If we cannot ask moral equations of ourselves or of our society without being labeled what does that say about us? Moral questions have been replaced by power, profit, and gain. It does’t seem to matter whether or not environmental safety questions are settled before fracking for oil and transporting it across oceans, prairies, or tundra. Safety is only a matter of whether or not litigation can be successfully defended against by your phalanx of lawyers and PR firms. This strategy is deemed cheaper than moral considerations of environmental, social, and human damages.

People lose their savings or lose their homes when the economy and markets tank. The government bails out bankers, “too big to fail”, who gambled away their depositors’ money with taxpayer money to the tune of billions of dollars. This is the taxonomy of greed in a society that once represented a shining shore of exceptionalism. Moral questions will not be asked here. Profit and loss take precedence over morality. This is what we have become.

A recent example of displacement of moral thought by legalism is one Barry Engle, a lawyer involved with off-shore trusts for people stashing their wealth, ill-gotten or otherwise, out of reach of the tax man. Engle made the following statement: “Lawyers can debate the morality of these trusts… My first duty is to my clients and my clients have a need.” Apparently “morality” is not Mr. Engle’s brief. (“Paradise of Untouchable Assets” Leslie Wayne, NYT 12/15/13) So, what is it that lawyers do if their “first duty” is to their clients and not to Justice? As I understand it, Justice serves the whole of society by protecting individuals from injustice. That Truth and Justice are held to be blind to social status is why Lady Justice is depicted as blindfolded and why lawyers supposedly have a sworn responsibility to serve that ideal.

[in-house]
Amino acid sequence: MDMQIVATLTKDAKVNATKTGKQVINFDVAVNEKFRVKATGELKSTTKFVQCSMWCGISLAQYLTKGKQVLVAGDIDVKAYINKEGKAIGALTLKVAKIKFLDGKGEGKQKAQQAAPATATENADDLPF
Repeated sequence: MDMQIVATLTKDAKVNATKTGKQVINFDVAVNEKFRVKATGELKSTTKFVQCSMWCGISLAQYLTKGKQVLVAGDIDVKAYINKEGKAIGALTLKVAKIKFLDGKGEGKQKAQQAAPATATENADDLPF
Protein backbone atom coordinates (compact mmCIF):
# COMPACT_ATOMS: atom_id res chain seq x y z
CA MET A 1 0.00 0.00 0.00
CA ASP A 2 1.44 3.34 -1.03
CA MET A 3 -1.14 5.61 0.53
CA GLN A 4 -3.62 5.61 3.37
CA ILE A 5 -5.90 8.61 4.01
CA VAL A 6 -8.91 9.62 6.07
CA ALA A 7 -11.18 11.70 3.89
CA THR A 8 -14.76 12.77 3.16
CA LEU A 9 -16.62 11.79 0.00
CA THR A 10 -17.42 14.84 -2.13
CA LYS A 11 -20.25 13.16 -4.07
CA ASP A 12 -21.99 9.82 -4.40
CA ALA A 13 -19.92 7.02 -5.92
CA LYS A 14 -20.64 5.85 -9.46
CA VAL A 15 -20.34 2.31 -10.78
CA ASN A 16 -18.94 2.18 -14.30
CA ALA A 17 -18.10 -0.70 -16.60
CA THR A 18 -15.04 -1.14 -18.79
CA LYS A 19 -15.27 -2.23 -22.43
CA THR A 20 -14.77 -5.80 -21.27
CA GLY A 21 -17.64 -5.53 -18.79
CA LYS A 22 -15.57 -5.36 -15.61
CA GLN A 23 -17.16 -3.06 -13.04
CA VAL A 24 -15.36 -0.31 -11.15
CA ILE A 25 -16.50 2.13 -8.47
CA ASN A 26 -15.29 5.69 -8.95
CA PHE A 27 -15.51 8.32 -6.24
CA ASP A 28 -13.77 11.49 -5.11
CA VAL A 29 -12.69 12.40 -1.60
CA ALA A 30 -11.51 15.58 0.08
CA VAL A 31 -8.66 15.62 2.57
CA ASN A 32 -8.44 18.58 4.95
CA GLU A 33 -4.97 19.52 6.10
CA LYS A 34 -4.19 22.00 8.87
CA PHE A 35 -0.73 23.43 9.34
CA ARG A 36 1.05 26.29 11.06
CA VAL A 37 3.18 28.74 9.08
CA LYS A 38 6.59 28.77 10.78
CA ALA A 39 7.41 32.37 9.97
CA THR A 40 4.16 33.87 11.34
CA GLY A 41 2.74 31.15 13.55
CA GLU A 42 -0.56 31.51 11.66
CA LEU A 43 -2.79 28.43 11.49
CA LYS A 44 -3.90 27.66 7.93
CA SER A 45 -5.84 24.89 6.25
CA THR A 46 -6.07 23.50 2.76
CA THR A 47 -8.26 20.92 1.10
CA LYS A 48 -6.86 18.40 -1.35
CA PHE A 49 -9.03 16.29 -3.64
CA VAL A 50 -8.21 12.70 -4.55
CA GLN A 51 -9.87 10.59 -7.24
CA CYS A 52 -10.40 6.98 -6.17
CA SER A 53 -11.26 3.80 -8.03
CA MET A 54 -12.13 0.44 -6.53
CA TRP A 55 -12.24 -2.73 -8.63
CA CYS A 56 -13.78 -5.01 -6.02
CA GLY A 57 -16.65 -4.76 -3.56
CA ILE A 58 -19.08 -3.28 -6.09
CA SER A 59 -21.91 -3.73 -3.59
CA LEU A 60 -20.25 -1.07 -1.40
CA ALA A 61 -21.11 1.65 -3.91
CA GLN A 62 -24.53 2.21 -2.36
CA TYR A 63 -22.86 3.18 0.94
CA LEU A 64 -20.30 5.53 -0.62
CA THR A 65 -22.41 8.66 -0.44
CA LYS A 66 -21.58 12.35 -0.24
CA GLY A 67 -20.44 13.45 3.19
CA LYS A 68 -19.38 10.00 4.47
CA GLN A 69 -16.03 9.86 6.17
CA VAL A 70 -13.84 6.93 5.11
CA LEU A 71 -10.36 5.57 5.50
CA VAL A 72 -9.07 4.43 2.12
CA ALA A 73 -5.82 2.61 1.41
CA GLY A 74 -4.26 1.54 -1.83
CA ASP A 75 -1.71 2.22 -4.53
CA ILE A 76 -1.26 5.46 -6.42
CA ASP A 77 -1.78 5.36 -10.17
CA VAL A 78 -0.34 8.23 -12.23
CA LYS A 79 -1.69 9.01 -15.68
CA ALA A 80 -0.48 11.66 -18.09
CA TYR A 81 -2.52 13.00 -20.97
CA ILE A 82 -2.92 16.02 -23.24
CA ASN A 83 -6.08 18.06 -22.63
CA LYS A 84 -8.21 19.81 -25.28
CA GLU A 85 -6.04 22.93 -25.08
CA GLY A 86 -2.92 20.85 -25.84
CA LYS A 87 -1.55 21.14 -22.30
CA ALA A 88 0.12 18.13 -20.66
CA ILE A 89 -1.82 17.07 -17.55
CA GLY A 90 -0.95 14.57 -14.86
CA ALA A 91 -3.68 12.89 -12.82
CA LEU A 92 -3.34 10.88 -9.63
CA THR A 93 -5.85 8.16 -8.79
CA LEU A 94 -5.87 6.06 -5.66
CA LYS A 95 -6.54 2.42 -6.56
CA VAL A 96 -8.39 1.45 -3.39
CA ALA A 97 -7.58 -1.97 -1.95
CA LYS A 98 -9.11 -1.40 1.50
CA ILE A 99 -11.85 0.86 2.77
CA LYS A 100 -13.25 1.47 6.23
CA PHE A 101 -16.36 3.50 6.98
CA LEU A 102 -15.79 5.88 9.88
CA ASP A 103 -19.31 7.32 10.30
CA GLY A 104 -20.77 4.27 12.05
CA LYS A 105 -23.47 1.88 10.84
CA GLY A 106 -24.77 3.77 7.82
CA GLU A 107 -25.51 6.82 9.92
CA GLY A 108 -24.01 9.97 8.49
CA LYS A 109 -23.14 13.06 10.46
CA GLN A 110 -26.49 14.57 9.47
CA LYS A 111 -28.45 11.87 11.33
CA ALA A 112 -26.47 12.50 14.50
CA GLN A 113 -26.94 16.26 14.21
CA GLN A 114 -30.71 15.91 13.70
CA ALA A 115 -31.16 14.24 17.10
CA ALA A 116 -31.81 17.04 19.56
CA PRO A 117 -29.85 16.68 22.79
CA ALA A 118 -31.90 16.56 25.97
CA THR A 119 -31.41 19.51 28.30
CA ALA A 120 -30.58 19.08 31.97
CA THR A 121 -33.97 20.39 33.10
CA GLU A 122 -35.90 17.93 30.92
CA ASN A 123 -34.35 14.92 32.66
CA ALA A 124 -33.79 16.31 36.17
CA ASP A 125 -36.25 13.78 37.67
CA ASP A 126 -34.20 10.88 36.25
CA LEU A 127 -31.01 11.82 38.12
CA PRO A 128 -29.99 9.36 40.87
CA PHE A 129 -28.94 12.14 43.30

If Justice has been undermined so too has religion been stripped of moral value. Case in point: Paul Ryan, the Republican, Alter Boy, Congressman who is working relentlessly to dismantle social safety nets, is a Catholic. My question is, to what extent has Ryan been informed by his religious beliefs? I don’t see a connection between the teachings of the Catholic prophet and Ryan’s behavior as a member of society. So far as I know, the prophet Jesus is nowhere depicted as a sociopath.